Pulling the Umbro Velocita 6 football boots on for the first time was a struggle but that was to be expected given they're a "sock" design – the trade-off being that they don't come off as easily in game situations. FFT therefore found itself stomping and twisting its foot just to get them on. 

Once you're over that, they then feel very tight as they squeeze the foot in, so you can expect them to be a little uncomfortable at first. Thankfully, after 10 minutes of running around at training they did loosen up and, on return visits, they became easier to get on and more comfy every time. 

For that reason, we'd recommend getting the actual size you are, rather than getting half a size up. They will loosen, trust us. The foot also found a little more room to breathe and, in fairness, we were really happy with the size, comfort and fit by the time it came to playing a game.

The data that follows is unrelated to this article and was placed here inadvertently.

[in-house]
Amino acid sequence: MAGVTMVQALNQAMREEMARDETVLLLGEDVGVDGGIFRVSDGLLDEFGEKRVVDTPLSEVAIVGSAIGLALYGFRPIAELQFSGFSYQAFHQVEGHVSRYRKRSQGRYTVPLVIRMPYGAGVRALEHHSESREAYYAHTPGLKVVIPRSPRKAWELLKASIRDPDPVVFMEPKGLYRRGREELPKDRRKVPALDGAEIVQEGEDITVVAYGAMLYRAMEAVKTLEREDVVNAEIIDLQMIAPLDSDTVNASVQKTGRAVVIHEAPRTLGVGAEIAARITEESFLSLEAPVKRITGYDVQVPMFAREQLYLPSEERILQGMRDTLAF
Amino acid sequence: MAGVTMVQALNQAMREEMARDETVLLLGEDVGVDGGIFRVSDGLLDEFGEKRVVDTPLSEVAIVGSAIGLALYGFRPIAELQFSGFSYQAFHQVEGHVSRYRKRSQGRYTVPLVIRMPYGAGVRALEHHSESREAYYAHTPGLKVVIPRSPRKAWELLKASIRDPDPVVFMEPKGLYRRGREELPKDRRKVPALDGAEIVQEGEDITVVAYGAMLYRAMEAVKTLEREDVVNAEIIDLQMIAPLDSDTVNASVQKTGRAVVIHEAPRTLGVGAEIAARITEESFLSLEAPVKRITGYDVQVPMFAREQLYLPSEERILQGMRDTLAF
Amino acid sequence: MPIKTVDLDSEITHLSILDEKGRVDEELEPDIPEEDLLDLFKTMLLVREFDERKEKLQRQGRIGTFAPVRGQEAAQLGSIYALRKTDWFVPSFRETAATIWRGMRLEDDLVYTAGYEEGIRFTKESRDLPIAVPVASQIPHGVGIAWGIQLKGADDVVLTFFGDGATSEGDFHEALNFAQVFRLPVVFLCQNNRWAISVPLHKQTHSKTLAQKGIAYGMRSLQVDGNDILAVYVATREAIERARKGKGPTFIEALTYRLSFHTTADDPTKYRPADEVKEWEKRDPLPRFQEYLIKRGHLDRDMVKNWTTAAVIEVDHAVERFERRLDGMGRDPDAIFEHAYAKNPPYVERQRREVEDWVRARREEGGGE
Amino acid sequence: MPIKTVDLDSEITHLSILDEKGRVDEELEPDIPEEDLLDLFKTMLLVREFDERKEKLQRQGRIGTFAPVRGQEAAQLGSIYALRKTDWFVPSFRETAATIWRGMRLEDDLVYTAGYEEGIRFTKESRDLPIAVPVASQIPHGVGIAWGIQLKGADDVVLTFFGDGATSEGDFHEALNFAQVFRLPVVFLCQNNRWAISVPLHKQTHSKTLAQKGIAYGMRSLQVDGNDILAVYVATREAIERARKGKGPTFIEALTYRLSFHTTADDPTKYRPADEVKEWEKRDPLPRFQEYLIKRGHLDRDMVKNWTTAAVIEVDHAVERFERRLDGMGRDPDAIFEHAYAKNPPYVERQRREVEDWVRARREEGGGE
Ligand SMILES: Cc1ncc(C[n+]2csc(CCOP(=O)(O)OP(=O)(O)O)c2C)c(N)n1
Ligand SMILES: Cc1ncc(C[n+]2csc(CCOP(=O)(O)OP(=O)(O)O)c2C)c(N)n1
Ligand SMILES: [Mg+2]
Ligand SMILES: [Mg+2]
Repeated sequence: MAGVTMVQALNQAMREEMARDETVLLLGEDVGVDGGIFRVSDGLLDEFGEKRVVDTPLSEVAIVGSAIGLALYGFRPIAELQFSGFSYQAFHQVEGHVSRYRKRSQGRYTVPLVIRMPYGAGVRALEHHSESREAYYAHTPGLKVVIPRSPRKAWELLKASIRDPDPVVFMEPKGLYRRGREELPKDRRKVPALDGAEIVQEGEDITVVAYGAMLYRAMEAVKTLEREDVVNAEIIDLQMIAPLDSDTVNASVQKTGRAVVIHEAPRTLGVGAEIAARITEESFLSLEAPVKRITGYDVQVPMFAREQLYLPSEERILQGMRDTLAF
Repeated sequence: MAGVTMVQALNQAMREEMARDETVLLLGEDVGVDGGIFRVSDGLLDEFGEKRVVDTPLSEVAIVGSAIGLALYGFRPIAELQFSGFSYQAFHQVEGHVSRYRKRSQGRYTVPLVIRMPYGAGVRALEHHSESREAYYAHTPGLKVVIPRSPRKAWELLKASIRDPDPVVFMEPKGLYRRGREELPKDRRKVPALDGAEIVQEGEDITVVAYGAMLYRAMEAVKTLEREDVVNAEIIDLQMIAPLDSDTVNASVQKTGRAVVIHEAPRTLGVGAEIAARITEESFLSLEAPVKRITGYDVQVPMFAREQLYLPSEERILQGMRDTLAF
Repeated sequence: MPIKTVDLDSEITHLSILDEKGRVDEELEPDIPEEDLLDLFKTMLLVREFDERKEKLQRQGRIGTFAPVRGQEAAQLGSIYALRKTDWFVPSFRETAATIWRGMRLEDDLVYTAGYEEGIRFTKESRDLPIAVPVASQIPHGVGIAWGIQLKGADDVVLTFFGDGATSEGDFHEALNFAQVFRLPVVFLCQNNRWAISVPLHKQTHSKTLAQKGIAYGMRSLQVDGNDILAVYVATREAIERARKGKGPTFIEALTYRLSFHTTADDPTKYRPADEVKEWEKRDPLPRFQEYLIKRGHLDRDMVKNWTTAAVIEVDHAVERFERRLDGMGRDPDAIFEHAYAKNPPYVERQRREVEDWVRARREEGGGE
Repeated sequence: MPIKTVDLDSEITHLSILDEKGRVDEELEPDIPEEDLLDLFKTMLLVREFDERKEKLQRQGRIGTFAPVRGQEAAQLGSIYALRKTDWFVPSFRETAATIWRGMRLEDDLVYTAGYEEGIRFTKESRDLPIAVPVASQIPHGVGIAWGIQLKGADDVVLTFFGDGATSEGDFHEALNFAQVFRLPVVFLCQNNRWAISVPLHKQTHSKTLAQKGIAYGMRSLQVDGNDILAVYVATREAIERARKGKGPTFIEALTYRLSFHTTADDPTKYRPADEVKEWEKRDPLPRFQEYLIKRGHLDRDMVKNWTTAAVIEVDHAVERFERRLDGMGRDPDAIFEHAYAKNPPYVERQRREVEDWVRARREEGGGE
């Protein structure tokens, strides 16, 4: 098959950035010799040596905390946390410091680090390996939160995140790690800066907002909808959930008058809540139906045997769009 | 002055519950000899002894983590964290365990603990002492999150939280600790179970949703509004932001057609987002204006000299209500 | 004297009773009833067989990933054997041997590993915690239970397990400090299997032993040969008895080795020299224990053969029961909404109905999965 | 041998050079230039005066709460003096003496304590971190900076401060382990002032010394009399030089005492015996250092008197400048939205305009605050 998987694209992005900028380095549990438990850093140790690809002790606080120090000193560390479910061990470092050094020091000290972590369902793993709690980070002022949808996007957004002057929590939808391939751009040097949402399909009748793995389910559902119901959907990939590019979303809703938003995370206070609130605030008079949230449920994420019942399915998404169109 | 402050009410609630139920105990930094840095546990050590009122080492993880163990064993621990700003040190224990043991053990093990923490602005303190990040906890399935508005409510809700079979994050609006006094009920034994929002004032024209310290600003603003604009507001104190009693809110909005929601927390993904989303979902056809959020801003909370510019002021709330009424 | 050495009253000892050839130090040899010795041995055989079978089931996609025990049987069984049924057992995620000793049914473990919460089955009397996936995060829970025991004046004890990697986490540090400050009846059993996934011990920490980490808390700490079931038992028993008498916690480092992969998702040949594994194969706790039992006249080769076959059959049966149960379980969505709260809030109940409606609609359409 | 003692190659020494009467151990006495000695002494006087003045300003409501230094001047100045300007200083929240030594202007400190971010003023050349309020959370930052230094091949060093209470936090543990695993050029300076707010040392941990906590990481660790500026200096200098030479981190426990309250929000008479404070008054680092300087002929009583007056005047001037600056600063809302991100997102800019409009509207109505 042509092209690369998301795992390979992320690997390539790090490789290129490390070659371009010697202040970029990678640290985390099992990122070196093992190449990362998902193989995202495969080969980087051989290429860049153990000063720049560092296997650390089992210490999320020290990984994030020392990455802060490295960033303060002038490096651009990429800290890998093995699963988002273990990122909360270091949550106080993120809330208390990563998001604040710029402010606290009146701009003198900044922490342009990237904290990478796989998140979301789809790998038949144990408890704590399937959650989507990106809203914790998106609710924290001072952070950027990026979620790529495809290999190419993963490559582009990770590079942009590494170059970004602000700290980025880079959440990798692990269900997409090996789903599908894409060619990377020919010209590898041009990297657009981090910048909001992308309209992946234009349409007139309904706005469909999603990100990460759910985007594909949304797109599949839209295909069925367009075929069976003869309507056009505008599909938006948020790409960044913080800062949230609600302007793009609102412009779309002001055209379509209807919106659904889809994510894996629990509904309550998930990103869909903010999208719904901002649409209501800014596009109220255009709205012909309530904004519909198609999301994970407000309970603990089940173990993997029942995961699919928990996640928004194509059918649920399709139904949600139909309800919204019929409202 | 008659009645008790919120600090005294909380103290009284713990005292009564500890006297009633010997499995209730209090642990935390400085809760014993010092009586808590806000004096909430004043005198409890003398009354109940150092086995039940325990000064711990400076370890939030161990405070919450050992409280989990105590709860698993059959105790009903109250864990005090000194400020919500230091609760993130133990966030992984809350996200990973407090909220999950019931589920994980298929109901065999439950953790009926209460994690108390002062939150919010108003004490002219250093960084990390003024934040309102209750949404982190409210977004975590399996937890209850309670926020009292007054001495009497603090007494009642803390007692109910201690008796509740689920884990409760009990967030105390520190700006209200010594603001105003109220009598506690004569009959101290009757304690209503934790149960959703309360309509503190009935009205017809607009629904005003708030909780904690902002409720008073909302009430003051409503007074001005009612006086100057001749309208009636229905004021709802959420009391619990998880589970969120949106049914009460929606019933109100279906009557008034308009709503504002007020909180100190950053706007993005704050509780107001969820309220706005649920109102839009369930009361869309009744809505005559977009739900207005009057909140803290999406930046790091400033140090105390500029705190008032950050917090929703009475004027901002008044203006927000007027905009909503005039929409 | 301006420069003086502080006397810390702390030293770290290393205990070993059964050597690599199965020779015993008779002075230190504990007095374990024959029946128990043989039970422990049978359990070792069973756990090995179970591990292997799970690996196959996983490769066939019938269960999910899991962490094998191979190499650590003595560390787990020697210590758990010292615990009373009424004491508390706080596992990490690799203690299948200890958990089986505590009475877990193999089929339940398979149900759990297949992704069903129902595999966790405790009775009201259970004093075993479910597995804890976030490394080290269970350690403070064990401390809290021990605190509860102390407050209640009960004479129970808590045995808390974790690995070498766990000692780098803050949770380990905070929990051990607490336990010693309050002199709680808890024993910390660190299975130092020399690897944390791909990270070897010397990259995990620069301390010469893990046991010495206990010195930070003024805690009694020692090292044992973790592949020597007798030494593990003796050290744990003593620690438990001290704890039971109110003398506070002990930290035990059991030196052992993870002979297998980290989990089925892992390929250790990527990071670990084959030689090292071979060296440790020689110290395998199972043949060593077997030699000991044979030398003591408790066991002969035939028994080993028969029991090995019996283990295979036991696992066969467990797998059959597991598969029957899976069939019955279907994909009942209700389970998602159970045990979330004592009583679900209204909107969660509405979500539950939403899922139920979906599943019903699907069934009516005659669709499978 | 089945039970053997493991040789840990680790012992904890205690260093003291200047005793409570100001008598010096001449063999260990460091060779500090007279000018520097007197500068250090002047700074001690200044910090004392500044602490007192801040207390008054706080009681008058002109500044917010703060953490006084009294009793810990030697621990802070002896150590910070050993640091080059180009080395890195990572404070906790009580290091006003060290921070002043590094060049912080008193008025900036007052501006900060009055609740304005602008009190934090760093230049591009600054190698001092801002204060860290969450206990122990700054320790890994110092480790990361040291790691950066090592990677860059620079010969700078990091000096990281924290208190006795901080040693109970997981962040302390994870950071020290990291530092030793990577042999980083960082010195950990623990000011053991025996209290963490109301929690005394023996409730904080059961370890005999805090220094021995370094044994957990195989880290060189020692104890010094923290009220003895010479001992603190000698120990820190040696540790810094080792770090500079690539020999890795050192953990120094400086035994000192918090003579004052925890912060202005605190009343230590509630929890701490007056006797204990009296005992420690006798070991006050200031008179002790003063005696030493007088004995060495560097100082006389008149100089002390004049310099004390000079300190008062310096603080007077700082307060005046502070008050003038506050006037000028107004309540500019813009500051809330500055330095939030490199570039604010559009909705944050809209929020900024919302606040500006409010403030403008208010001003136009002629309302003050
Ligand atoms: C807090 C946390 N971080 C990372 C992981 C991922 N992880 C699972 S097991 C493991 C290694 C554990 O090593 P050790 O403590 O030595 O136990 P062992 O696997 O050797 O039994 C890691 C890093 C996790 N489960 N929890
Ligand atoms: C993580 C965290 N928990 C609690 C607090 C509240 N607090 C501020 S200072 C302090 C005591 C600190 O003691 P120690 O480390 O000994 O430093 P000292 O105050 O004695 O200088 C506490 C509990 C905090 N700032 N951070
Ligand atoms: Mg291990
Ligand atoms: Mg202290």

A criticism, though, would be that the soleplate doesn't have enough bend. A good boot should fold up at the toe and also halfway down the foot – this allows a greater range of movement when jumping, twisting and sprinting. The Umbro Velocita 6 only really bends up at the toes, so your foot is restricted more than it should be. It's not a massive deal but we'd expect better given the price tag.  

On the pitch

Umbro Velocita 6 football boots review

(Image credit: Future)
SPECIFICATIONS

• RRP: £180
• Gender specification: No difference in gender specs
• Sizes available: 3.5 -12
• Colors: Black and white (pictured); raspberry and black; grey and blue; orange; white; navy
• Recommended for: Players who like classic, old-school boots; players who like black boots

Immediately noticeable, out of the box and once playing, is that the boot's “skin” is a harder, scratchier material than you'll have seen elsehwere. It genuinely feels different from any other boot on the market and we were excited to see how that affected our game.